New clinical trial to study long-term progression of brain and spine cancers


Brain and spine MRIs show ependymoma tumors, one of several rare cancers targeted in the new clinical trial.

A new clinical trial at the Neuro-Oncology Branch (NOB) of the Center for Cancer Research proposes to map the natural history of tumors of the central nervous system (CNS), marking the first time that a research center will conduct a large-scale, longitudinal study on patients with CNS tumors.

“We don’t have any study yet that looks at the full course of these diseases,” said Dr. Mark Gilbert, chief of the Neuro-Oncology Branch and the trial’s lead investigator. “It’s an area of unmet need.”

Longitudinal studies, in which patients are tracked for years or decades, are challenging for small research institutions because most centers don’t have the capacity to collect enough patients. The current trial, titled the “Evaluation of the Natural History of and Specimen Banking for Patients with Tumors of the Central Nervous System,” seeks to fill that void.

The NOB has already begun actively recruiting trial participants, with the goal of enrolling a total of 10,000 patients, over the age of 3 years, who have been diagnosed with a CNS cancer. NOB researchers will then collaborate with the patients’ physicians to collect and analyze patient data on parameters such as the impacts of disease on a patient’s quality of life, the molecular drivers of tumor development, the potential genetic and environmental factors that contribute to disease development, and the outcomes of various treatment interventions.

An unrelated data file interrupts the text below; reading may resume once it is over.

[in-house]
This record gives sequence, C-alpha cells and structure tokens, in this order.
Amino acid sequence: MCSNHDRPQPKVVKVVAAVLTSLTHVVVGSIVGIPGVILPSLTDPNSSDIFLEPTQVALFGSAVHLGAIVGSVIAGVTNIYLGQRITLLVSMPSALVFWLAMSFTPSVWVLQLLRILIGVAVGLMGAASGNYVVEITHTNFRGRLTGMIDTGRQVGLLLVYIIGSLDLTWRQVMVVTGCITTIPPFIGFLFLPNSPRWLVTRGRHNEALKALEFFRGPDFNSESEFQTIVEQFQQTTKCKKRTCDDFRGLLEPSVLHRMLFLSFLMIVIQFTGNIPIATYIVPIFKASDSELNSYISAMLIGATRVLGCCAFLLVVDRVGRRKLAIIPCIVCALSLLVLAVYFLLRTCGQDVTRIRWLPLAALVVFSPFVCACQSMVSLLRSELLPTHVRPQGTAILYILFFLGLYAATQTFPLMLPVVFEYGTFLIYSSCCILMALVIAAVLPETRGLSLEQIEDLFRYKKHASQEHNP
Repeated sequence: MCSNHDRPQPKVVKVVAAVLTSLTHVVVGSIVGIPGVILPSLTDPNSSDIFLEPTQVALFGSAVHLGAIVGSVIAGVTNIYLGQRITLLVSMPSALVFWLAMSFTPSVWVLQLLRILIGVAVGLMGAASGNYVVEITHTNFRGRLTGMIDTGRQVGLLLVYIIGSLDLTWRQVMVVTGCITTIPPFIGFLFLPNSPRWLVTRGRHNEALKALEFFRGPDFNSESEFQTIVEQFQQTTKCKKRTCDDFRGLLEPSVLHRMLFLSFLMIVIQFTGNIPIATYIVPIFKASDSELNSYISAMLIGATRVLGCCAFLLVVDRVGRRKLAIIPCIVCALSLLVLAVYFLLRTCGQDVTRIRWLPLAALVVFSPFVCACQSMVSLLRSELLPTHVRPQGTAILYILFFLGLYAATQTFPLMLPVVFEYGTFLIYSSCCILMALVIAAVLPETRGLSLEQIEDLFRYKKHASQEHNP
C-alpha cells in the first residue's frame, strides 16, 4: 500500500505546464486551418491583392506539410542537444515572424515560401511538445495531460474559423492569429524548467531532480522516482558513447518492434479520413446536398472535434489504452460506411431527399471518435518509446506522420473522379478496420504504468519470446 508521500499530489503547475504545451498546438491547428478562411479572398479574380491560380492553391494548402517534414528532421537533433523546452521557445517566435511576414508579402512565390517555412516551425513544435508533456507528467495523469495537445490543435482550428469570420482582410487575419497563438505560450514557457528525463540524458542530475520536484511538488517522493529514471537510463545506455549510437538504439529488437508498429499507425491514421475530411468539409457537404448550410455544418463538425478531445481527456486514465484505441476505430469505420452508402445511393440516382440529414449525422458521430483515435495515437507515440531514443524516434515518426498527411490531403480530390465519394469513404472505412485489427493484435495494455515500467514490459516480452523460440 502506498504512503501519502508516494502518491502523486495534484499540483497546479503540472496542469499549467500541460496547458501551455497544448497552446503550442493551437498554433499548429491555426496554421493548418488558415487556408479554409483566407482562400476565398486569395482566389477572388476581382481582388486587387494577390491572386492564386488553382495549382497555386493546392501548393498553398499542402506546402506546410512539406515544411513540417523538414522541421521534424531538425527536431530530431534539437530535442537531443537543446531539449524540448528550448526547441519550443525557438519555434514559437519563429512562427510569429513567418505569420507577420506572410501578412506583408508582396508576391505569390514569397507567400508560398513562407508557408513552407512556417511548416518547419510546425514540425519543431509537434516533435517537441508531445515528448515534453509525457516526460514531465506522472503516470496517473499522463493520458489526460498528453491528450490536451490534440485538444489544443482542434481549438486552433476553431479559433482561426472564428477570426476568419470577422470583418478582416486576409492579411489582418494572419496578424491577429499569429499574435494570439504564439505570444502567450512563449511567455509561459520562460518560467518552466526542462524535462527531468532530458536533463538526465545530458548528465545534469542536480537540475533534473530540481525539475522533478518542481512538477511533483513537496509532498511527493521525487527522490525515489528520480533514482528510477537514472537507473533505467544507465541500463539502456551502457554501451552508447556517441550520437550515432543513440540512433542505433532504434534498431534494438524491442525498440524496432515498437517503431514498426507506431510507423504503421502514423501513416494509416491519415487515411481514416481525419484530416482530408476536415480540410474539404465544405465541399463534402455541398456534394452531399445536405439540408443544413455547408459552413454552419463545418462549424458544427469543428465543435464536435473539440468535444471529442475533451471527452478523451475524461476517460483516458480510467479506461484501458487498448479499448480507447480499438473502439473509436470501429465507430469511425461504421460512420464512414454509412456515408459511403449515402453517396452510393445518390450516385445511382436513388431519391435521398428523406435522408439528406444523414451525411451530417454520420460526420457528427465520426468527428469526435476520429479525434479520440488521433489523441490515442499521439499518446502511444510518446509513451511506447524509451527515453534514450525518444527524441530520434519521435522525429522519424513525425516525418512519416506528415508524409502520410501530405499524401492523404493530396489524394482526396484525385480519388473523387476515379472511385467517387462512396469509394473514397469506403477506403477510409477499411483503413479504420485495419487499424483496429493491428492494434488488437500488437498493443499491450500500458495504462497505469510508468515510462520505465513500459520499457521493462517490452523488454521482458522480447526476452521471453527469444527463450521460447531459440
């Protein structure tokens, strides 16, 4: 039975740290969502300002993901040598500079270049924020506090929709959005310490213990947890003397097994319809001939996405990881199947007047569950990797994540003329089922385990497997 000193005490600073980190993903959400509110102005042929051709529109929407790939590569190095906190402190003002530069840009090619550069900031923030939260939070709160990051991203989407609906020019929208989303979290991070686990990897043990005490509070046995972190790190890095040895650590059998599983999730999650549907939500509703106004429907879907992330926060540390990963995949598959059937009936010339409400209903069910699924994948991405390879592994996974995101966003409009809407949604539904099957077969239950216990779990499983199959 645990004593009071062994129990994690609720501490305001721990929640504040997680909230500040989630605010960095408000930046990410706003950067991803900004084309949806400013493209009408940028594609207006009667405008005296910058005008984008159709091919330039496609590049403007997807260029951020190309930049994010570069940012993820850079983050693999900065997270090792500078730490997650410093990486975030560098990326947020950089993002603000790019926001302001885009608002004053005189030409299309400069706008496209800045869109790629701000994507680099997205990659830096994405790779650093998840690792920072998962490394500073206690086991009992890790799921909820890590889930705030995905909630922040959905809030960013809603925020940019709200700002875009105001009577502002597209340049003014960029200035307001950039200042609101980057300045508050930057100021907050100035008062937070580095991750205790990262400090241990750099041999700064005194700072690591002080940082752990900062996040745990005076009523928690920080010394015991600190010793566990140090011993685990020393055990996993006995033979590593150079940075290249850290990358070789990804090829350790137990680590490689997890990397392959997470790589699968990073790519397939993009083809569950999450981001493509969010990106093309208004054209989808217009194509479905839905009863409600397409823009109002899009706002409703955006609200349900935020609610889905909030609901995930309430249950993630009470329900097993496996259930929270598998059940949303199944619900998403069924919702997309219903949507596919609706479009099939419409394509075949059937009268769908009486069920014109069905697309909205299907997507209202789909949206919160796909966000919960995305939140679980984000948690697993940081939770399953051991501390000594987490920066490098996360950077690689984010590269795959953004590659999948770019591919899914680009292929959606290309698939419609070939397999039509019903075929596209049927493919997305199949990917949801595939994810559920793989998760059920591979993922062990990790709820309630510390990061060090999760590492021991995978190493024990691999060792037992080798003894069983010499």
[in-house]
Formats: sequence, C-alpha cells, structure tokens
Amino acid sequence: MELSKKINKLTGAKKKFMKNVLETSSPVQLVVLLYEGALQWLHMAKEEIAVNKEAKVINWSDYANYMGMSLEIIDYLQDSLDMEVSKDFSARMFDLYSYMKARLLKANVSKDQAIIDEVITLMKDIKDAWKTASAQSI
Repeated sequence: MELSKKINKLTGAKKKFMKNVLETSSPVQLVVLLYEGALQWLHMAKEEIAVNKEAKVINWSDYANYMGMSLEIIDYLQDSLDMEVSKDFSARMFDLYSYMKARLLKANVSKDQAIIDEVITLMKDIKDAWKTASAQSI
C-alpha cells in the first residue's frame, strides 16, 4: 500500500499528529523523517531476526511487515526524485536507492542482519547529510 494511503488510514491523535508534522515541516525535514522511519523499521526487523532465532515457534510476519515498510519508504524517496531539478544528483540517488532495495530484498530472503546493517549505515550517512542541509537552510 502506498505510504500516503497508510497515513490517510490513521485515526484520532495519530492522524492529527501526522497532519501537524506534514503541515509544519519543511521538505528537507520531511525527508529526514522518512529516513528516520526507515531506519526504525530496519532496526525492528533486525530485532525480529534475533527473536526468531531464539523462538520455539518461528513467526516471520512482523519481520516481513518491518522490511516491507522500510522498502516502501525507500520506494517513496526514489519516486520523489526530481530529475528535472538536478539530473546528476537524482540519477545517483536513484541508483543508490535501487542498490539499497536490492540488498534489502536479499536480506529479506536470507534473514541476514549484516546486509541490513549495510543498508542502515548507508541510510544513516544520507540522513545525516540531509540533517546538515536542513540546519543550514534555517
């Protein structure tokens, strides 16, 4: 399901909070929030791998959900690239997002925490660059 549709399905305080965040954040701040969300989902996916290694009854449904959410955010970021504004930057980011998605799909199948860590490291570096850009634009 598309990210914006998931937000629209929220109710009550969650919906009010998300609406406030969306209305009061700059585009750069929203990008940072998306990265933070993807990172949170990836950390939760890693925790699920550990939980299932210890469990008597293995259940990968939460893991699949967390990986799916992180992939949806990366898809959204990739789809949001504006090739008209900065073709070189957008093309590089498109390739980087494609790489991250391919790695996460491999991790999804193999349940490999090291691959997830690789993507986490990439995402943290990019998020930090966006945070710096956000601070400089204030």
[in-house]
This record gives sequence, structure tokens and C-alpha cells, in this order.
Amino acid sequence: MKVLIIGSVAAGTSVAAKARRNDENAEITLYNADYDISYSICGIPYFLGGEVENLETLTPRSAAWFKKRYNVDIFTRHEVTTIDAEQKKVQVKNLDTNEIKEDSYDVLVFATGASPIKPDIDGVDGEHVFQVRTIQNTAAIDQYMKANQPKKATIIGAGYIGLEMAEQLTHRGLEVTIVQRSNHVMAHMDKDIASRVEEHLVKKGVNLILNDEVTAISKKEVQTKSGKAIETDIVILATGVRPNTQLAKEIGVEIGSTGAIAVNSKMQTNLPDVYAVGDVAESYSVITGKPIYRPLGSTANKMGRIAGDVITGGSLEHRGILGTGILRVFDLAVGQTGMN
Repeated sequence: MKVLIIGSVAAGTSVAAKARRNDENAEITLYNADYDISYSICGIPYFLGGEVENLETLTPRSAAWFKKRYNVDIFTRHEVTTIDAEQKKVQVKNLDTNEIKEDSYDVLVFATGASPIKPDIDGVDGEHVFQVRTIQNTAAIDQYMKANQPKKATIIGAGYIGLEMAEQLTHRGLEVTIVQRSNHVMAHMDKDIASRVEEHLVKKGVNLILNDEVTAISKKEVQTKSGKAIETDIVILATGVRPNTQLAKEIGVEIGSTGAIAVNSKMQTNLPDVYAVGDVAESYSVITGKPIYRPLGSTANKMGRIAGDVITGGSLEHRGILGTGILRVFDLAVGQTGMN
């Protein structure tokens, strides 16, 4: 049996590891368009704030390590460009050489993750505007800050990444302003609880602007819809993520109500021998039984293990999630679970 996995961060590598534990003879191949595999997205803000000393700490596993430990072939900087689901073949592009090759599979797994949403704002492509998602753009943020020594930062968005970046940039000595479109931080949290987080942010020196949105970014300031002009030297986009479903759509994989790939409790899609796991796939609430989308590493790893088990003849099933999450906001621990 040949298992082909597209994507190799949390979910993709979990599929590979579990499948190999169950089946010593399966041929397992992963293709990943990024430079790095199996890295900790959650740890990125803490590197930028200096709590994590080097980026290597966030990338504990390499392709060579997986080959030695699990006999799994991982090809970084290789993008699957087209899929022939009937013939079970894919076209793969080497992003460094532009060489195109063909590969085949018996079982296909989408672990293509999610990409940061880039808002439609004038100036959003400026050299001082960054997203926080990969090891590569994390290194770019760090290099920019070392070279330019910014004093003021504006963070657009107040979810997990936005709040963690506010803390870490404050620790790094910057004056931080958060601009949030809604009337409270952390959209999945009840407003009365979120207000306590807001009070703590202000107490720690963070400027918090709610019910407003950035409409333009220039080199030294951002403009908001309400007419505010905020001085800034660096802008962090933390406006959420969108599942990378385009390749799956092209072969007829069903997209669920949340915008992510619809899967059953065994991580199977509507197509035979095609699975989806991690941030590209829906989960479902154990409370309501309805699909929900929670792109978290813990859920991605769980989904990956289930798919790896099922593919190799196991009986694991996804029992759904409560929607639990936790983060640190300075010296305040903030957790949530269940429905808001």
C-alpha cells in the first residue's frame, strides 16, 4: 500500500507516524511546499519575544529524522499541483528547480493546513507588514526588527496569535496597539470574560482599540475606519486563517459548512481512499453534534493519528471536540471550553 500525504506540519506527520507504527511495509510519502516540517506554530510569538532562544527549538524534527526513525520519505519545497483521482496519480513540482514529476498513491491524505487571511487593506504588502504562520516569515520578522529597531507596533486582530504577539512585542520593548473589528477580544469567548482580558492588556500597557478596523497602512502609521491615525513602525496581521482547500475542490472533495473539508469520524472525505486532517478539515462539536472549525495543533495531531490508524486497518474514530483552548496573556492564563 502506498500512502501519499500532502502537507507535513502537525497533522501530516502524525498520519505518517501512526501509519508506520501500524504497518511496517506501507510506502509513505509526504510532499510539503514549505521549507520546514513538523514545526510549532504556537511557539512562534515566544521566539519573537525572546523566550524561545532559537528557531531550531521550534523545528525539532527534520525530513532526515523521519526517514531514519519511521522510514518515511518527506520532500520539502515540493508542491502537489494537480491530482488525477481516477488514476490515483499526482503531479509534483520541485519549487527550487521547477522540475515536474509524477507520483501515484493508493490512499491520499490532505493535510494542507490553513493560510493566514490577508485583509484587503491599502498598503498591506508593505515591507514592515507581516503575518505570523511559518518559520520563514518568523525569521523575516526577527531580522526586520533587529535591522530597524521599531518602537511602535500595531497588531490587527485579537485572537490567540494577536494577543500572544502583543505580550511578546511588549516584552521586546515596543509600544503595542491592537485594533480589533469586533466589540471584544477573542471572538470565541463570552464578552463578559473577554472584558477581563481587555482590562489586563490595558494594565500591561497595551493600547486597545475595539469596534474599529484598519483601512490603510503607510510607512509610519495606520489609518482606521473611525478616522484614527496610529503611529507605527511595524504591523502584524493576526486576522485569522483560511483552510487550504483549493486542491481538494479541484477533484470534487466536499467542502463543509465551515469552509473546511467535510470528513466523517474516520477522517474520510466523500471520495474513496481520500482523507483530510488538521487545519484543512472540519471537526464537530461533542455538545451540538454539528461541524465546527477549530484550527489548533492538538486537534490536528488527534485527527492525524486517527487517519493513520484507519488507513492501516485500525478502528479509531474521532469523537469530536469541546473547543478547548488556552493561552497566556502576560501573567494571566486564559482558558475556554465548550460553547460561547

By serving as a centralized hub coordinating the flow of massive amounts of patient information, the NOB can achieve a breadth and depth of clinical analysis that smaller institutions can’t achieve on their own. It takes years to collect the critical mass of data, Gilbert said, but “if you start the clock now, then five, seven, 10 years from now we’ll have an incredible data resource.”

Anonymized data on the various CNS cancers will be made available to clinics and research institutions outside of the NOB to fine-tune and identify new treatment strategies, to design therapeutic trials, and to locate patients who may qualify for enrollment in future trials.  “This trial is one of the keys that will form the foundation of all future trials designed to discover the causes of and treatments for brain and CNS tumors,” Gilbert says.

The trial also focuses on gathering data on 10 rare CNS cancers that currently receive little research funding. These include ependymoma, adult medulloblastoma, pineoblastoma and pineal parenchymal tumor, choroid plexus carcinoma and papilloma, chordoma, gliomatosis, midline glioma, brainstem glioma, ATRT (atypical teratoid rhabdoid tumor), and malignant and atypical meningioma. Because of their rarity, the trial researchers only expect to recruit between 2 and 12 patients per year for each rare CNS cancer on the list into the trial, but the pace or recruitment is still much more rapid than could be achieved by smaller institutions alone.

The long term goal of the trial, which follows participants from diagnosis through the entire course of their disease, “is a better understanding of the spectrum of diseases we see in neuro-oncology,” Gilbert said. This longitudinal approach to studying CNS cancer development promises a much more thorough understanding of these diseases and better insight into future treatments.

 

Summary Posted: 08/2016